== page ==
Films

Pay It Forward

UK release date: Mar 26 2008


cast list

Kevin Spacey
Helen Hunt
Haley Joel Osment
Jay Mohr
Angie Dickinson
Jim Caviezel
Jon Bon Jovi

directed by
Mimi Leder

Haley Joel Osment, that kid from The Sixth Sense, stars as a Las Vegas seventh-grader named Trevor McKinney. The school year has just started as we meet Trevor as well as his new Social Studies teacher, Eugene Simonet (Kevin Spacey). A man who likes to use a big vocabulary, Simonet gives his class a year-long extra credit assignment: he wants them to look at the world around them and do something that will make a difference.

Trevor decides to try out a “random act of kindness” project called “Pay It Forward”, which works like so: a) you have to do something that really helps people b) it has to be something they can’t do by themselves and c) each person has to return the favor by doing something for three other people. He first tries to help a homeless man (Jim Caviezel) by bringing him home to dinner. That doesn’t really pan out. Then, he attempts to bring the lonely (and somewhat horribly disfigured) Mr. Simonet together with his overworked, alcoholic single mother Arlene (Helen Hunt). His mother is up for it, but Simonet isn’t too keen on the idea (this is partially due to his disfigurement, the other part having to do with some deep emotional scars inside).

The idea had potential, but Leslie Dixon’s screenplay decided to forgo any sort of real dialogue or characters (both which are really vital to a movie such as this) in lieu of making the characters clichs that have tragedy A to Z happen to them while spewing out speeches instead of everyday words. If there isn’t a tragedy going on up on the screen at any given time, fear not. Another one is probably about 30 seconds away and there is a big speech from the person suffering at that time right behind the tragedy.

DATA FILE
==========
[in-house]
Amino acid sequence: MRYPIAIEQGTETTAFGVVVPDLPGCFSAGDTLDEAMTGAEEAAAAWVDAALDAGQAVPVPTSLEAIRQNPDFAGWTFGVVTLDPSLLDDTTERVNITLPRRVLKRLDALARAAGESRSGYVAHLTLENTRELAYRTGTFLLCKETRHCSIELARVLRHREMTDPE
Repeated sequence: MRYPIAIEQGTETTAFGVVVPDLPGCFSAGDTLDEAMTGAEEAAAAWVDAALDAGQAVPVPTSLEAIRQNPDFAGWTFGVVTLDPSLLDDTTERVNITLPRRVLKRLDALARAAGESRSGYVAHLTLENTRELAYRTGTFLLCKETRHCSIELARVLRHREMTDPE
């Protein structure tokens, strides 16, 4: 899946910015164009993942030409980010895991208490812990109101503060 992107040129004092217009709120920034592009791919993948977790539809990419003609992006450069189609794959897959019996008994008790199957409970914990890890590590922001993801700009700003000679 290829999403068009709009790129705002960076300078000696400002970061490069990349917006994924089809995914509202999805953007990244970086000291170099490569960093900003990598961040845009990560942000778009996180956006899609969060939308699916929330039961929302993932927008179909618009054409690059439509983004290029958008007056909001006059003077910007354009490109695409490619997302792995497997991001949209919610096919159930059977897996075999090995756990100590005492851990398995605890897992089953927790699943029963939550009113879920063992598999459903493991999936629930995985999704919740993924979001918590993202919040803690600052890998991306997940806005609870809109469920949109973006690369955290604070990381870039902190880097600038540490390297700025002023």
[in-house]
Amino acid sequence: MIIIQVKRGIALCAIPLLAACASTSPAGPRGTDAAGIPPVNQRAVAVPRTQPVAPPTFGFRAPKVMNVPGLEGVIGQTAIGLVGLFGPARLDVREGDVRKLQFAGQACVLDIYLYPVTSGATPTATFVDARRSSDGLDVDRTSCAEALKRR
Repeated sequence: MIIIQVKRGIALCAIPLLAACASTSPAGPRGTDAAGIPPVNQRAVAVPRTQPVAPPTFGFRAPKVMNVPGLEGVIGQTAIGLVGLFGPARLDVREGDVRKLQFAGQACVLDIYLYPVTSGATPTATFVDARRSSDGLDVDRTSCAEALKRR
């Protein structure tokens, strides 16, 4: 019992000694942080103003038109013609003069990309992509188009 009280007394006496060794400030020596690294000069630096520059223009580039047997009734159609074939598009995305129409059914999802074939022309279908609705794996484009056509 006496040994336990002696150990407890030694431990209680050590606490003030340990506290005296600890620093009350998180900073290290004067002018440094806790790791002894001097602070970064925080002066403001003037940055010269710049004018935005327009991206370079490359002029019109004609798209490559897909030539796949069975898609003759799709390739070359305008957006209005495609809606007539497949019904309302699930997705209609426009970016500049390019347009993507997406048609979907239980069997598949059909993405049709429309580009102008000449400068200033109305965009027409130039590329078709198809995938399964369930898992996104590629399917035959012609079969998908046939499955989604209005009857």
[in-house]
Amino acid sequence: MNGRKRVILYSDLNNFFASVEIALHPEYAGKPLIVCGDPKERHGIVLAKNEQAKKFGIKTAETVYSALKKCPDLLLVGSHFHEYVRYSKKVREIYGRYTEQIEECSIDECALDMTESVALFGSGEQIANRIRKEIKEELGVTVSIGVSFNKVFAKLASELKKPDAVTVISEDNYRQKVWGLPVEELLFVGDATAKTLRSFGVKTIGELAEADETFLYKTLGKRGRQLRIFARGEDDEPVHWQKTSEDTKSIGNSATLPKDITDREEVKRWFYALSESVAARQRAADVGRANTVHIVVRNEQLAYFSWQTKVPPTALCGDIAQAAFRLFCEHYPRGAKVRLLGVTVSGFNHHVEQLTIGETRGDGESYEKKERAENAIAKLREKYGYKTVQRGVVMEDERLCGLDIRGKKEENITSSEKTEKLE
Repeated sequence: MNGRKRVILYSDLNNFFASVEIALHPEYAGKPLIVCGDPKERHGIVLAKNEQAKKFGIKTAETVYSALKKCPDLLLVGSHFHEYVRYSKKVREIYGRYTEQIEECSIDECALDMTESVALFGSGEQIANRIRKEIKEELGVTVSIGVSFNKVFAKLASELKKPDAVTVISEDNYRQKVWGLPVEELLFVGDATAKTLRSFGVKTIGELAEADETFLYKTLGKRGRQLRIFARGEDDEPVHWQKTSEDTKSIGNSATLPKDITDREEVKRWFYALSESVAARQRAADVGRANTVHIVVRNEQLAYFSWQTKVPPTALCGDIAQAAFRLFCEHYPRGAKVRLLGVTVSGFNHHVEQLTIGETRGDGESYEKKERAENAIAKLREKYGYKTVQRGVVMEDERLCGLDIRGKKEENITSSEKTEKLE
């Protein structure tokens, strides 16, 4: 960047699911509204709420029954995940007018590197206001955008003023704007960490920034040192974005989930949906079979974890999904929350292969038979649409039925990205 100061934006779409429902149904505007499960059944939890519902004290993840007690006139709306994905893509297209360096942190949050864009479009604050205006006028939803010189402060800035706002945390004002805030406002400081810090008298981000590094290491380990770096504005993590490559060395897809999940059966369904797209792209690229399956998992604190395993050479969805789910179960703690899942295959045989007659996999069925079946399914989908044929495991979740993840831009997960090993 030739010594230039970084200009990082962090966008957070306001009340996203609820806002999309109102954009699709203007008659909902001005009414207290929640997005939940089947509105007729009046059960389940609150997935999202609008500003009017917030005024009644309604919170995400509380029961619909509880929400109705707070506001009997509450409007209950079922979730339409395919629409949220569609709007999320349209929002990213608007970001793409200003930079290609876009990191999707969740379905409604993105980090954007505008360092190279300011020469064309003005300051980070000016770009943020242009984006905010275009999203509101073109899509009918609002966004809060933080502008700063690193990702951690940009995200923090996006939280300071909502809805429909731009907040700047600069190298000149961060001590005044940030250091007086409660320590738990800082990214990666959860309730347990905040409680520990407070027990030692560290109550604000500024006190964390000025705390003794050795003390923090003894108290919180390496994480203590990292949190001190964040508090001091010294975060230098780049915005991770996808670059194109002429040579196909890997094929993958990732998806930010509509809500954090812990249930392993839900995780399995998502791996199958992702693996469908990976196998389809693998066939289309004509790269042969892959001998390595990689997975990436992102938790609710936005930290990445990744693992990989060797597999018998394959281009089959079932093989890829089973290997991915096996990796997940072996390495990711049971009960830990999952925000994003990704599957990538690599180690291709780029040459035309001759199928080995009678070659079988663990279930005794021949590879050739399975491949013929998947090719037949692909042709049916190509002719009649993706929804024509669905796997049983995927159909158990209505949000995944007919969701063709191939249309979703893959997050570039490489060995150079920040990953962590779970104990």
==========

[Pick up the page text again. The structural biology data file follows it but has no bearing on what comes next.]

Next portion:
Having such a ham-fisted director like Mimi Leder to amplify the screenplay’s problems to the nth degree only makes it worse. Leder started her career directing television and boy, does it show here. The framing of the shots look like they were composed for TV (I kept waiting to go to a commercial), as does the overall structure of the production. Leder’s touchy feely directing not only pushes our manipulative buttons, it kicks them through the back of our throats. I didn’t feel one genuine emotion during the entire 122-minute running time, not once (okay, I did feel one: nausea). The fact that she literally ripped off the final image of Field Of Dreams makes me hate her (and the movie) all the more.

Even the cast is ho-hum, which is shocking given the leads of the film. Spacey seems to be on autopilot here, almost as if he was in some sort of drug-induced daze, only to come out of it when it is time for him to deliver his “Oscar Clip” speech. Hunt is basically playing a trailer trash relative of her character from As Good As It Gets (and boy, did she look awful in this film). As for Osment, this is merely a rehash of his The Sixth Sense character (minus the emotional impact and the ability to see ghosts). Granted, they had utter crap to work with, but these stars are big (and talented) enough to make things click if they wanted to.

Pay It Forward is a movie tailor made for people who have the endurance to sit through television shows like Touched By An Angel and ‘Providence’ and actually admit to liking them. This schmaltzy, poorly written and badly directed tearjerker didn’t want to make me go out and change the world by helping people. Instead, it made me feel like going out and punching someone, namely the film’s director, a television hack by the name of Mimi Leder (also responsible for two other humdingers, The Peacemaker and Deep Impact).

I would like to take the time to adhere the mantra of Pay It Forward and do this for not only three people, but for everyone who might have read this review: please, skip this film. You won’t be helping anyone by dishing out nine bucks to watch this bleeding-heart liberal wet dream. As a matter of fact, you will wind up doing more harm than good.



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